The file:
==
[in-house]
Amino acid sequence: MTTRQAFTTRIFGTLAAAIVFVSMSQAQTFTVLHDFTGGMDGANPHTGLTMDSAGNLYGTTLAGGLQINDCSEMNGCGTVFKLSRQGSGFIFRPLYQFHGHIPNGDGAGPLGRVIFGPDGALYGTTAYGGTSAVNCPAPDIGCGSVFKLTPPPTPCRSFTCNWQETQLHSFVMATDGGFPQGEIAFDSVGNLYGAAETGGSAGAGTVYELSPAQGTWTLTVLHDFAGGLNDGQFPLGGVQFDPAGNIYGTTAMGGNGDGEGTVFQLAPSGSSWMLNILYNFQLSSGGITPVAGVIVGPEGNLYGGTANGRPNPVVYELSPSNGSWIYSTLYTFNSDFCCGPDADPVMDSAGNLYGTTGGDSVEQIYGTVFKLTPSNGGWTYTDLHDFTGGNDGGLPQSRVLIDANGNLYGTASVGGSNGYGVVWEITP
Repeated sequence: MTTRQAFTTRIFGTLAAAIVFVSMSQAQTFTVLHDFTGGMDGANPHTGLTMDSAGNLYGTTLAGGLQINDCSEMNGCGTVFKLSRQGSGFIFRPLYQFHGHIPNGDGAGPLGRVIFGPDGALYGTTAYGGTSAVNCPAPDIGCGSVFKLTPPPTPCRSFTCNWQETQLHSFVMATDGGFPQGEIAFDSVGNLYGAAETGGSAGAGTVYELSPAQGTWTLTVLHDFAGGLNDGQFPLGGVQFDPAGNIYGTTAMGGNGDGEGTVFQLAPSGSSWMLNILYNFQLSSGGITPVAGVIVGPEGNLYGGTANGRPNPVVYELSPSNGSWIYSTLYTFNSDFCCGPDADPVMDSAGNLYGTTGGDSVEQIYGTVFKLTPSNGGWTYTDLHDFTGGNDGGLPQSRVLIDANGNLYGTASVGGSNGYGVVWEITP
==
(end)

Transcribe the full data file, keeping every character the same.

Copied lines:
[in-house]
Amino acid sequence: MTTRQAFTTRIFGTLAAAIVFVSMSQAQTFTVLHDFTGGMDGANPHTGLTMDSAGNLYGTTLAGGLQINDCSEMNGCGTVFKLSRQGSGFIFRPLYQFHGHIPNGDGAGPLGRVIFGPDGALYGTTAYGGTSAVNCPAPDIGCGSVFKLTPPPTPCRSFTCNWQETQLHSFVMATDGGFPQGEIAFDSVGNLYGAAETGGSAGAGTVYELSPAQGTWTLTVLHDFAGGLNDGQFPLGGVQFDPAGNIYGTTAMGGNGDGEGTVFQLAPSGSSWMLNILYNFQLSSGGITPVAGVIVGPEGNLYGGTANGRPNPVVYELSPSNGSWIYSTLYTFNSDFCCGPDADPVMDSAGNLYGTTGGDSVEQIYGTVFKLTPSNGGWTYTDLHDFTGGNDGGLPQSRVLIDANGNLYGTASVGGSNGYGVVWEITP
Repeated sequence: MTTRQAFTTRIFGTLAAAIVFVSMSQAQTFTVLHDFTGGMDGANPHTGLTMDSAGNLYGTTLAGGLQINDCSEMNGCGTVFKLSRQGSGFIFRPLYQFHGHIPNGDGAGPLGRVIFGPDGALYGTTAYGGTSAVNCPAPDIGCGSVFKLTPPPTPCRSFTCNWQETQLHSFVMATDGGFPQGEIAFDSVGNLYGAAETGGSAGAGTVYELSPAQGTWTLTVLHDFAGGLNDGQFPLGGVQFDPAGNIYGTTAMGGNGDGEGTVFQLAPSGSSWMLNILYNFQLSSGGITPVAGVIVGPEGNLYGGTANGRPNPVVYELSPSNGSWIYSTLYTFNSDFCCGPDADPVMDSAGNLYGTTGGDSVEQIYGTVFKLTPSNGGWTYTDLHDFTGGNDGGLPQSRVLIDANGNLYGTASVGGSNGYGVVWEITP